Baltimore native Matthew Patrick Morris, hailed by Le Monde for his “warm baritone voice, immense humanity, and the gift of an actor,” starred as Papageno in Peter Brook’s adaptation of The Magic Flute, Une flûte enchantée, at the Bouffes du Nord Theatre in Paris, the Piccolo Teatro in Milan, and on the subsequent international tour. Highlights of his career include the world premiere of Crossing by Matt Aucoin, directed by Tony-award winner Diane Paulus at the American Repertory Theater, and debuts with New York City Opera in Offenbach’s La périchole, the Aldeburgh Music Festival in Poulenc’s Mamelles de Tirésias, as well as with the London, Boston, Memphis, MDR, and American Symphony Orchestras. He has participated at young artist programs at Santa Fe Opera and Tanglewood. Outside the classical world, he has appeared on Law & Order and danced as a featured ensemble member in the major motion picture The Producers. In 2013 he was a Mid-Atlantic Region Finalist for the Metropolitan Opera National Council Auditions, and as the winner of the 2013 Vocal Arts DC Competition, he made his Kennedy Center debut as a solo recitalist in 2014. He earned his B.M. in voice at The Juilliard School and M.M. in vocal arts Bard College Conservatory under the direction of Dawn Upshaw.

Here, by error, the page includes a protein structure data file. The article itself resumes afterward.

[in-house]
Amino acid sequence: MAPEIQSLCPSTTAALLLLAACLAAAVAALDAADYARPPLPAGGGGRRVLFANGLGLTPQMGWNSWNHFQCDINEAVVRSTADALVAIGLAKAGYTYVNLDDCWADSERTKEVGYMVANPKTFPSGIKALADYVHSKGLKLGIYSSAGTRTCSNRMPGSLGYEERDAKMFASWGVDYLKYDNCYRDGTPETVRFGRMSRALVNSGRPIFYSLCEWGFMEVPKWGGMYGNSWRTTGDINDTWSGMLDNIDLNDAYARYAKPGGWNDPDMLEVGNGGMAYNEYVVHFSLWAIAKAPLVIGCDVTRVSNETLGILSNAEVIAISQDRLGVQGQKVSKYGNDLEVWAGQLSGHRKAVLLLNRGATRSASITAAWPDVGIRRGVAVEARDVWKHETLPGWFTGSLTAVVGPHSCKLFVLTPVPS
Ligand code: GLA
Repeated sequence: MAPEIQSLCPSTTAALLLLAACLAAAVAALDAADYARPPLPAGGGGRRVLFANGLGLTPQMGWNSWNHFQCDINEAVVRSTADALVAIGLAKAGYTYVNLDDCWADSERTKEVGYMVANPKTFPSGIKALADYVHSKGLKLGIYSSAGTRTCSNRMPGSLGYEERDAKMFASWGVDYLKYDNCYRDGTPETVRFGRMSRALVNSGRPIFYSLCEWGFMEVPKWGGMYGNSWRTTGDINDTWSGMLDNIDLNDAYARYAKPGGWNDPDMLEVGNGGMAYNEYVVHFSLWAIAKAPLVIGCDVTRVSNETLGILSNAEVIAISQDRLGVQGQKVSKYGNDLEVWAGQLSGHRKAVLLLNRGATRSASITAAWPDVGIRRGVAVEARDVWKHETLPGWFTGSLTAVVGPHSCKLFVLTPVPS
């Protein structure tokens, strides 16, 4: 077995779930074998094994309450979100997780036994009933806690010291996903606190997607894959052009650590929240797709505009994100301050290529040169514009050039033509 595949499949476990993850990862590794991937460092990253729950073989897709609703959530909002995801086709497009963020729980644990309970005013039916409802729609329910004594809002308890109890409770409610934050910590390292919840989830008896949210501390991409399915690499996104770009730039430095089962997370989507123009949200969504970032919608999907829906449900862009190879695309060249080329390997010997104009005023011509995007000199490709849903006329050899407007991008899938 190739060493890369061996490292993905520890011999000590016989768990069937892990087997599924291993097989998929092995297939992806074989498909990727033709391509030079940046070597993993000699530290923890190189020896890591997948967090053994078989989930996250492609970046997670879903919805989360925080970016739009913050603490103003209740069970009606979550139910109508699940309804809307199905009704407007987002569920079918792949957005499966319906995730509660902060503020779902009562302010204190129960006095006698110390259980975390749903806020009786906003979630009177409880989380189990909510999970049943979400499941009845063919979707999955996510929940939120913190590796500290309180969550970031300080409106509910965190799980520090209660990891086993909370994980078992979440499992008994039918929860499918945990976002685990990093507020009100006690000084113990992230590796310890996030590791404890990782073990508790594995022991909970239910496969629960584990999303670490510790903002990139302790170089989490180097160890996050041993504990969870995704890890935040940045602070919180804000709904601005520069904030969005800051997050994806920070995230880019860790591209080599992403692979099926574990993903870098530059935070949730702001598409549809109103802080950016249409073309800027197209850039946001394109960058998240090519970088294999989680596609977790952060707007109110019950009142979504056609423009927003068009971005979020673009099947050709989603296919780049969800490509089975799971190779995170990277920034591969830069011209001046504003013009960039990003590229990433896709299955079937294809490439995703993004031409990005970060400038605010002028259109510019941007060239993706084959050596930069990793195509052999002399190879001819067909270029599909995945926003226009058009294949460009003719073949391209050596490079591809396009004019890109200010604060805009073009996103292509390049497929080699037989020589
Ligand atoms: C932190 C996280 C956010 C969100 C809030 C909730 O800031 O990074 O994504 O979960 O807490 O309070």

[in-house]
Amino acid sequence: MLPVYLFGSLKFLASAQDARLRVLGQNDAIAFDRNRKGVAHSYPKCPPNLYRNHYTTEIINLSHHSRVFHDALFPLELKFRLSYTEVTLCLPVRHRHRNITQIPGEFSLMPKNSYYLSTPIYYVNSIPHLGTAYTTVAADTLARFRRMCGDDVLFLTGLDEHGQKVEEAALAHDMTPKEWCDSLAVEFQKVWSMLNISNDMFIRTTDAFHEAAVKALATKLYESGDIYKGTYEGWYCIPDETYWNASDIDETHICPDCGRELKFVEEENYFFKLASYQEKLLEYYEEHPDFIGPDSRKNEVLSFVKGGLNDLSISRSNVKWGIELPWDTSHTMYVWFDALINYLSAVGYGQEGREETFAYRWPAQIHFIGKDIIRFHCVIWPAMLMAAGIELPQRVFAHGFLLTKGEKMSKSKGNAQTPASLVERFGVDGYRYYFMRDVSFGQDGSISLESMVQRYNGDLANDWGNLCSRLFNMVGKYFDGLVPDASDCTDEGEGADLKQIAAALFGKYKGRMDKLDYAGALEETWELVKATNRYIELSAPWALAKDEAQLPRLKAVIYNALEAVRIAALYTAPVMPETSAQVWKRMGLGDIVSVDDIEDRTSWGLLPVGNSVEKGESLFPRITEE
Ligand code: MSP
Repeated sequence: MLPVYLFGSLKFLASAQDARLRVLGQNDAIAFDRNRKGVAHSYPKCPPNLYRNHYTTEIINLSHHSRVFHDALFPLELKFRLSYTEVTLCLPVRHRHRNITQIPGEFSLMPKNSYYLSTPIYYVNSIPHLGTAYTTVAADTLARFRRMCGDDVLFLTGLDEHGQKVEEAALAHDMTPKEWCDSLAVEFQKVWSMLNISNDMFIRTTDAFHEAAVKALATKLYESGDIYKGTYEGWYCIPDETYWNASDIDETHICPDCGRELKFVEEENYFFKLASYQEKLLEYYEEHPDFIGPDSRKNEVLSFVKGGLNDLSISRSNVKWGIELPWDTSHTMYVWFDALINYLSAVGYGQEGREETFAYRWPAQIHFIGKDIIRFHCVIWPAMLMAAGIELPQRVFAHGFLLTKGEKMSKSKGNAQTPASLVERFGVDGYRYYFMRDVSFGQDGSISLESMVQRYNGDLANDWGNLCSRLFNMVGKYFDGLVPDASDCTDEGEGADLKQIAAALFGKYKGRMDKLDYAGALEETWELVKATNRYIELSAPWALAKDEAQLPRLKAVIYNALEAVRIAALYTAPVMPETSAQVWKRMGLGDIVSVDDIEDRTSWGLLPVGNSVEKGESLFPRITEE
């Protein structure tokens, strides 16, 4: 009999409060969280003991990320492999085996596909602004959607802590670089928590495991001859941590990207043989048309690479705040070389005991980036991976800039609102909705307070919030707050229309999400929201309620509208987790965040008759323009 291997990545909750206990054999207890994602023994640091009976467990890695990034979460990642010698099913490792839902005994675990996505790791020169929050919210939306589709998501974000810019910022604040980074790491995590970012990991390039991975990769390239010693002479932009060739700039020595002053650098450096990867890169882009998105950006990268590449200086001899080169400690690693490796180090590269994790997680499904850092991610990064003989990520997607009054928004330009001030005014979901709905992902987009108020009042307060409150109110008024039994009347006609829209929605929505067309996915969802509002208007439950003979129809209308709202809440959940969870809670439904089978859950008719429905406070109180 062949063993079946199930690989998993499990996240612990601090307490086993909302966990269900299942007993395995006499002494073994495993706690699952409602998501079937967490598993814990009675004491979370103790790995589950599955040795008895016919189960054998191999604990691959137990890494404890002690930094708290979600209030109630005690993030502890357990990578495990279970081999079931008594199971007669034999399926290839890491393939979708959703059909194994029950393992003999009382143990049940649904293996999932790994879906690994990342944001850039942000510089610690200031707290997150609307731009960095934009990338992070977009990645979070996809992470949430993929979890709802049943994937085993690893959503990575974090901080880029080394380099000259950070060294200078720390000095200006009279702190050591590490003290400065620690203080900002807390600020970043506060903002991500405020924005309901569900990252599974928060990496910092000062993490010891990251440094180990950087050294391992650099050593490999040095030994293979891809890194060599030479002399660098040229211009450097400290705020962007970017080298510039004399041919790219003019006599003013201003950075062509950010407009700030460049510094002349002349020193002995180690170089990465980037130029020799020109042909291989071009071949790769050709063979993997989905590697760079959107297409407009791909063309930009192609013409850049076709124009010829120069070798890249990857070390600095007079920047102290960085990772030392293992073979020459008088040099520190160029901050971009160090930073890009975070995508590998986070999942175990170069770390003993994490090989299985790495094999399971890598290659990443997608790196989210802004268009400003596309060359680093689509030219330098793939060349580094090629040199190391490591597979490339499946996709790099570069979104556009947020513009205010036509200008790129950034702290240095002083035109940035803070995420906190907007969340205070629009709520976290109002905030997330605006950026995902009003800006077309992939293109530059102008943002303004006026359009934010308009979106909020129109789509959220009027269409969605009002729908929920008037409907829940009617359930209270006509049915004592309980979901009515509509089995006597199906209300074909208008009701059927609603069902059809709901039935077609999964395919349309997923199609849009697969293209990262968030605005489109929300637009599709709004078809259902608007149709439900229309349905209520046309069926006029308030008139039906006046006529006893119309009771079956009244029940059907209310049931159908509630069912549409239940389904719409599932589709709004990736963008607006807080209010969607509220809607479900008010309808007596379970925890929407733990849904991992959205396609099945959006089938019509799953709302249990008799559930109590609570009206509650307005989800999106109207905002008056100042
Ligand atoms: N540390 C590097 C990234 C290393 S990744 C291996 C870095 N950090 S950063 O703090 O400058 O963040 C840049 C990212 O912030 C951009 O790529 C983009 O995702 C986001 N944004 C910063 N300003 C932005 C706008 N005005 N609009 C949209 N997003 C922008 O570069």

Charles Neidich, hailed by the New Yorker as “a master of his instrument and beyond,” and called a legend in his time, performs extensively throughout the US, Europe, and Asia, as soloist with orchestra, in collaboration with major chamber music ensembles, and as a conductor of symphonic and chamber orchestras. An ardent exponent of new music and a composer himself, he has expanded the technical and expressive possibilities of the clarinet and has championed the works of many of the world’s most important composers. He is a leading performer on period instruments and he has restored and reconstructed original versions of works of composers from Mozart to Copland. Charles Neidich has made award-winning recordings for leading record labels. He is publishing editions of major clarinet and wind chamber music for Lauren Keiser Music and Southern Music, has made instructional videos for “Play with a Pro,” and publishes a monthly column in the Japanese magazine Pipers. He is a long time participant in major summer music festivals in the US, Europe, and Asia and is on the faculty of the Aaron Copland School, the Mannes College, The Juilliard School and the Manhattan School of Music in New York. He is a member of the New York Woodwind Quintet and a member emeritus of the Orpheus Chamber Orchestra. In 2004, he was awarded the William Schuman Award for performance and scholarship at the Juilliard School.